[American soldiers and civilians in 1776] set a high example, and we have much to learn from them. Much recent historical writing has served us ill in that respect. In the late twentieth century, too many scholars tried to make the American past into a record of crime and folly. Too many writers have told us that we are captives of our darker selves and helpless victims of our history. It isn't so, and never was. The story of Washington's Crossing tells us that Americans in an earlier generation were capable of acting in a higher spirit -- and so are we.

Some of Fischer's best work is crammed into the 8-point type back in the appendices. There he gives a brief, broad-brushed, but insightful tour of "Washington Crossing the Delaware" -- both Emanuel Leutze's famous 1851 painting and the crossing incident itself -- as seen through the evolving eyes of Americans in one generation after another. As you might expect, there's a pendulum effect, with each generation to some extent reacting against the view of the one before, but at one point comes a perfect storm of negative convergence. Guess when that happened?

After discussing the "debunking" mood of popular history writers around the time of the U.S. bicentennial, Fischer turns his attention to that generation of academics. Their view of U.S. history still matters, because these men and women are dominant forces in academe and because their bile has informed many Americans now politically active.

A similar mood spread among a troubled generation of academic historians who were born in the baby boom (ca. 1941-57). They came of age in the late sixties and early seventies, when a youth revolution was bright with the promise of a new age. It was a revolution that failed in the era of Vietnam, Watergate, burning cities, and blighted hopes. A conservative revival followed. Republicans moved to the right, liberal Democrats shifted toward the center, and many on the left sought sanctuary in American universities as internal exiles from a society that turned away from them. In the 1980s some of these internal exiles rejected all politics. Others increasingly called themselves American Marxists and predicted the coming collapse of capitalism. Then came the unexpected collapse of the Soviet Union instead, and the failure of Marxism throughout the world, It was a double disaster for the American left. The result was an angry generation of academic iconoclasts, disillusioned by the failure of radical movements, alienated from American institutions, and filled with cultural despair. When the light of their revolution failed, some of them could see nothing but darkness. More than a few became historians. Some ex-Marxists became historical relativists who beat their dialectal swords into epistemological ploughshares, and rejected ideals of objective and empirical inquiry. They judged other works mainly by ideological standards of political incorrectness such as racism, sexism, and elitism. Any work with a positive tone about the United States was condemned as "triumphalism." Their writings expressed intense hostility to American institutions and alienation from the main lines of American history.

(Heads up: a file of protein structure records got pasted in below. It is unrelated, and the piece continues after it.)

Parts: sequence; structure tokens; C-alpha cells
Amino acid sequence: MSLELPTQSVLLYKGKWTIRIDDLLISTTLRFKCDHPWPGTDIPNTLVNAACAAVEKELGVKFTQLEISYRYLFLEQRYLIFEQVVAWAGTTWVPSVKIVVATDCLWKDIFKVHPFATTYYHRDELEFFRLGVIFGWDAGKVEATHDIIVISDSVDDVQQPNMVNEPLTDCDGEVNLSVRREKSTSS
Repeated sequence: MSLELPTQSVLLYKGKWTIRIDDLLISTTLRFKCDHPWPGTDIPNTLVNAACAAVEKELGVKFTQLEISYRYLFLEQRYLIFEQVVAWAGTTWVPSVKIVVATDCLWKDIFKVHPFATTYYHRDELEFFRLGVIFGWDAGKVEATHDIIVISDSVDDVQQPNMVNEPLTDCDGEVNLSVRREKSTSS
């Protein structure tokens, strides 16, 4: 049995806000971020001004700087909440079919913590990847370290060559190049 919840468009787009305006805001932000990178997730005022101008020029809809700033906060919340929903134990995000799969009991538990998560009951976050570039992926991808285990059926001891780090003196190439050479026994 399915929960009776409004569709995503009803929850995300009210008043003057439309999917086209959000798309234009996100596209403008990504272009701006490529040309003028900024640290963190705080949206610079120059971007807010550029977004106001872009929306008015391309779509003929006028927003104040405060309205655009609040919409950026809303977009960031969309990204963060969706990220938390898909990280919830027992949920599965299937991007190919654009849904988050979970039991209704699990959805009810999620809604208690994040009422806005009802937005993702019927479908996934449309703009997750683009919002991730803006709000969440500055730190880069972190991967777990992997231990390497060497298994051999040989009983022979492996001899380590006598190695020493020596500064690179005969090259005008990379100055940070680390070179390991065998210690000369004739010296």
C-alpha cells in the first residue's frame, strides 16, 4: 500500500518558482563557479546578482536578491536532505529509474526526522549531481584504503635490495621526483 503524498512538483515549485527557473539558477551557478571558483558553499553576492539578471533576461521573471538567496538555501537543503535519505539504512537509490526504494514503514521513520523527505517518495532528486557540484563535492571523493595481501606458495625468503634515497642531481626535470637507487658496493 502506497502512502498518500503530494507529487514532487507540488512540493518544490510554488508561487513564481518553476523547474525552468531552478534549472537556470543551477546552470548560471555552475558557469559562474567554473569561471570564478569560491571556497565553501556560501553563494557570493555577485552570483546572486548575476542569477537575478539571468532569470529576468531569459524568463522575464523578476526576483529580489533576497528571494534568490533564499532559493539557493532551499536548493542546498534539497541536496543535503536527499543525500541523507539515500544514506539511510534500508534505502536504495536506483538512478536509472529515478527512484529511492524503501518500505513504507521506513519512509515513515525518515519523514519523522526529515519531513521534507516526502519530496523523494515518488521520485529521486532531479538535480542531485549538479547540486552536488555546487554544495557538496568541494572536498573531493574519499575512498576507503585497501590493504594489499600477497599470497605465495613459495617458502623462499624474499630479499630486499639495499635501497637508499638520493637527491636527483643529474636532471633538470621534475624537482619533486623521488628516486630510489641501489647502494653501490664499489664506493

As his artistic exemplar of this period, Fischer chooses "George Washington Crossing the Delaware" by the artist Peter Saul, of the faculty of University of Texas in Austin. "In vivid, clashing, Day-Glo acrylic colors, it shows a river crossing that has been reduced to chaos. Washington, his horse, and his men (all in tie wigs) tumble out of the boat into the river while American and British soldiers fire at each other in a battle on the ice. The values of Emanuel Leutze's painting are inverted as completely as the capsized boat."

Same medium, inverted values. Fallujah, during Abu Musab al-Zarqawi's reign, was no Philadelphia. On the whole, I'd rather be in Philadelphia.


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© December 20, 2004 Douglas Harper Moe: "Say, what's a good word for scrutiny?" Shemp: "uh ... SCRUTINY!"